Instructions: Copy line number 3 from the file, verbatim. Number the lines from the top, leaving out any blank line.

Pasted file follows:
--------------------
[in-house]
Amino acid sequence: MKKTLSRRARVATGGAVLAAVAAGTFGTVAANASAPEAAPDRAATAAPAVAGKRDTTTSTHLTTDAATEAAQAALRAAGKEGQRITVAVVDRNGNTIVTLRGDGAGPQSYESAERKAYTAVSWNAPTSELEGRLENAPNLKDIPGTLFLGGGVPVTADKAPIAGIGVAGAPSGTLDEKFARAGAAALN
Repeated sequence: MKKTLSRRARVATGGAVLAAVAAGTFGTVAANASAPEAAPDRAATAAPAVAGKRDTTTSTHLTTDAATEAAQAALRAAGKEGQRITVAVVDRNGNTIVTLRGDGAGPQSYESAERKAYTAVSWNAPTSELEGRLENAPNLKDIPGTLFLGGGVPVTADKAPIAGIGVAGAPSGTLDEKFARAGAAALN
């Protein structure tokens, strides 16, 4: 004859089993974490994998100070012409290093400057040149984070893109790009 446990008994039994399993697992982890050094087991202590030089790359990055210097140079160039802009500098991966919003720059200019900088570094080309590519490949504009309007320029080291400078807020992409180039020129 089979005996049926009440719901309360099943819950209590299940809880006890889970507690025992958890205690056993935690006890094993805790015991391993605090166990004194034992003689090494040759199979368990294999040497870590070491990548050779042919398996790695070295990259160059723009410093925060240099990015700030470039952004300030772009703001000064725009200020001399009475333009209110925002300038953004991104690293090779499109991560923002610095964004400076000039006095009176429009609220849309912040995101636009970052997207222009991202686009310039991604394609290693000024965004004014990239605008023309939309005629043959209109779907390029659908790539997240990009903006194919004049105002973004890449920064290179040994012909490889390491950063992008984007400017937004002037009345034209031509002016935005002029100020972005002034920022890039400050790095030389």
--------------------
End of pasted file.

Repeated sequence: MKKTLSRRARVATGGAVLAAVAAGTFGTVAANASAPEAAPDRAATAAPAVAGKRDTTTSTHLTTDAATEAAQAALRAAGKEGQRITVAVVDRNGNTIVTLRGDGAGPQSYESAERKAYTAVSWNAPTSELEGRLENAPNLKDIPGTLFLGGGVPVTADKAPIAGIGVAGAPSGTLDEKFARAGAAALN